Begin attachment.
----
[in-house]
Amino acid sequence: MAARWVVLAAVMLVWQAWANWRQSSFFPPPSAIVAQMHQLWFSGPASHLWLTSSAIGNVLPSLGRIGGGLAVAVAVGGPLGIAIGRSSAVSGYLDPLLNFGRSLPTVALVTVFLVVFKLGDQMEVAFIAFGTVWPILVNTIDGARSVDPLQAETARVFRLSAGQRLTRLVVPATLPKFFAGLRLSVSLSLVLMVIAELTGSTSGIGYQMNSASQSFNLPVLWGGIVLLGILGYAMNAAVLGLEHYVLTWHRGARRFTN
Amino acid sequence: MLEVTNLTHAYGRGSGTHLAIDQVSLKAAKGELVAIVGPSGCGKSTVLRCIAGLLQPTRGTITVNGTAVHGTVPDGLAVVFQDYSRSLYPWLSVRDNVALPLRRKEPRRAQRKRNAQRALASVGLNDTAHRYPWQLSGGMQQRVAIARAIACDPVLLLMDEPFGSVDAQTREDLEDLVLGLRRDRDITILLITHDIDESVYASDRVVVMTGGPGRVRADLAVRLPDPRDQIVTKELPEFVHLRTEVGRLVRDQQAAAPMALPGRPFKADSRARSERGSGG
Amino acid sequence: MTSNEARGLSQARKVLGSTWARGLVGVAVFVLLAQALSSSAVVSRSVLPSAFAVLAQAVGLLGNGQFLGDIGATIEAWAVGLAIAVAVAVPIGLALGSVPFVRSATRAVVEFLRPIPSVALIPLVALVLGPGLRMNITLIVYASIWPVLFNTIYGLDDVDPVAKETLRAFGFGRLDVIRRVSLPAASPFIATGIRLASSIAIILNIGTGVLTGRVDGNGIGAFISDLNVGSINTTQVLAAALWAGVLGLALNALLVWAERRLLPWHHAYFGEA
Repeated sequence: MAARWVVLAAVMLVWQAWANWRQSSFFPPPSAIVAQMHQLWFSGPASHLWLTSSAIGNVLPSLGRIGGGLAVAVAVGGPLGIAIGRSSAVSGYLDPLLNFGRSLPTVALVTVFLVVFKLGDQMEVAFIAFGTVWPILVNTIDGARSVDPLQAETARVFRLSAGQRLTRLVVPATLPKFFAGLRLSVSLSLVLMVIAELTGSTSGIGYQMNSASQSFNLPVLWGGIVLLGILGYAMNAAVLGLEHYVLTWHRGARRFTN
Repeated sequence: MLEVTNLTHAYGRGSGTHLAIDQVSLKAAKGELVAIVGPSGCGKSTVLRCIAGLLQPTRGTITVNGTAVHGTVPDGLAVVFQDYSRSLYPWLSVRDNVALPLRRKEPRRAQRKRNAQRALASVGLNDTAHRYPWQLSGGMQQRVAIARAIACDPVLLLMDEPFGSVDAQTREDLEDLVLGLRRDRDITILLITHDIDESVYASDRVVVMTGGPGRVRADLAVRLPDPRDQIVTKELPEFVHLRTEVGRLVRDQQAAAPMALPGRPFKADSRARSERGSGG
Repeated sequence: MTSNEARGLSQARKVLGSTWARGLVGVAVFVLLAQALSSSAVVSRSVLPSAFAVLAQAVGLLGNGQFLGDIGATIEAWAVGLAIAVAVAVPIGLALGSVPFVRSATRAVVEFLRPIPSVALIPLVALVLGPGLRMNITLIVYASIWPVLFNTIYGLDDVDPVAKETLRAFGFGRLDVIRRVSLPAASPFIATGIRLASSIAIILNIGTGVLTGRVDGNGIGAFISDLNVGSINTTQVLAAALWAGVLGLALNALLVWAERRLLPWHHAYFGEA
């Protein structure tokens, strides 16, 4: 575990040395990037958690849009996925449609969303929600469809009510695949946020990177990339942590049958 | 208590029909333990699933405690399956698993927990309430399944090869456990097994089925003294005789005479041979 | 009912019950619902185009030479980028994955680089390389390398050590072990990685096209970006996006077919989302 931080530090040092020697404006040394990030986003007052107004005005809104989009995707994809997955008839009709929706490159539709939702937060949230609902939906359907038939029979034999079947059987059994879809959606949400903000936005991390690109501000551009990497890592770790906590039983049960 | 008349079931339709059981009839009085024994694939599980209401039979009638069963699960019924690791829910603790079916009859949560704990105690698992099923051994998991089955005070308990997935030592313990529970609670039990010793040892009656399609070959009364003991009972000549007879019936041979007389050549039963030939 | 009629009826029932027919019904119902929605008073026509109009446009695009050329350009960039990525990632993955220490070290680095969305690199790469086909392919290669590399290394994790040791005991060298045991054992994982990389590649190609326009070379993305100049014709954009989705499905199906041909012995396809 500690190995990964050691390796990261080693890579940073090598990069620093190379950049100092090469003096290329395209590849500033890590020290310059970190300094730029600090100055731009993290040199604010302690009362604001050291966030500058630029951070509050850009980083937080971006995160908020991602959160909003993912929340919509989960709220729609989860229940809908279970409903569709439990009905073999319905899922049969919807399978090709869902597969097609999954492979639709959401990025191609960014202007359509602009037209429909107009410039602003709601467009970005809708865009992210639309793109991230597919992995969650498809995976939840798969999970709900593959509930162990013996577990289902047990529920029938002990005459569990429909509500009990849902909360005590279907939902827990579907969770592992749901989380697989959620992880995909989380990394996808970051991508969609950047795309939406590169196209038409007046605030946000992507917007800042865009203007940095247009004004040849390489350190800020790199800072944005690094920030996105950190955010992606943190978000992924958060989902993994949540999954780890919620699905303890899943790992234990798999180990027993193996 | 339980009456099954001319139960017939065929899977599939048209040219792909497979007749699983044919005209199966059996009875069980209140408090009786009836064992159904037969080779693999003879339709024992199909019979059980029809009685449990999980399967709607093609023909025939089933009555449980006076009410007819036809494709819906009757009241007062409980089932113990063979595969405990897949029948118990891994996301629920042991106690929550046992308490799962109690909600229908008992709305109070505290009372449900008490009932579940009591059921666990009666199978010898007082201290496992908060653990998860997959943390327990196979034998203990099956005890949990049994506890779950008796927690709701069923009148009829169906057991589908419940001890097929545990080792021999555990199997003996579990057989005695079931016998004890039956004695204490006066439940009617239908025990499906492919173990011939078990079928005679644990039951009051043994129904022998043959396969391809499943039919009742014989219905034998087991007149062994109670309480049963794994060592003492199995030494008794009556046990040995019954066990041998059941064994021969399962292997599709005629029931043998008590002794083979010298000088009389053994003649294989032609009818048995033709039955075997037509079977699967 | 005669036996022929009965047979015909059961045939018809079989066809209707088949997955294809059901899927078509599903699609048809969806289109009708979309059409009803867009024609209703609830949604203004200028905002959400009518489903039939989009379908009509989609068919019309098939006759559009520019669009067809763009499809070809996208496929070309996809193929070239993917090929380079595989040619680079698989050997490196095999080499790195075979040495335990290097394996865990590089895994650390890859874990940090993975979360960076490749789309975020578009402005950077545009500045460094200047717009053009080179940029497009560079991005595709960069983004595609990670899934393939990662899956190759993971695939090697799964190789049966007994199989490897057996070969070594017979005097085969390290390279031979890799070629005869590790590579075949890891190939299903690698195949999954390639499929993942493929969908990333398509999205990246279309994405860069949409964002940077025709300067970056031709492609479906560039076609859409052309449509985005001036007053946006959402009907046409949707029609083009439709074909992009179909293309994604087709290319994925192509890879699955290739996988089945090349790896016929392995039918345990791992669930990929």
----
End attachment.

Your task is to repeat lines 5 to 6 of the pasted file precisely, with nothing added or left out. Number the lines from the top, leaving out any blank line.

Repeated sequence: MAARWVVLAAVMLVWQAWANWRQSSFFPPPSAIVAQMHQLWFSGPASHLWLTSSAIGNVLPSLGRIGGGLAVAVAVGGPLGIAIGRSSAVSGYLDPLLNFGRSLPTVALVTVFLVVFKLGDQMEVAFIAFGTVWPILVNTIDGARSVDPLQAETARVFRLSAGQRLTRLVVPATLPKFFAGLRLSVSLSLVLMVIAELTGSTSGIGYQMNSASQSFNLPVLWGGIVLLGILGYAMNAAVLGLEHYVLTWHRGARRFTN
Repeated sequence: MLEVTNLTHAYGRGSGTHLAIDQVSLKAAKGELVAIVGPSGCGKSTVLRCIAGLLQPTRGTITVNGTAVHGTVPDGLAVVFQDYSRSLYPWLSVRDNVALPLRRKEPRRAQRKRNAQRALASVGLNDTAHRYPWQLSGGMQQRVAIARAIACDPVLLLMDEPFGSVDAQTREDLEDLVLGLRRDRDITILLITHDIDESVYASDRVVVMTGGPGRVRADLAVRLPDPRDQIVTKELPEFVHLRTEVGRLVRDQQAAAPMALPGRPFKADSRARSERGSGG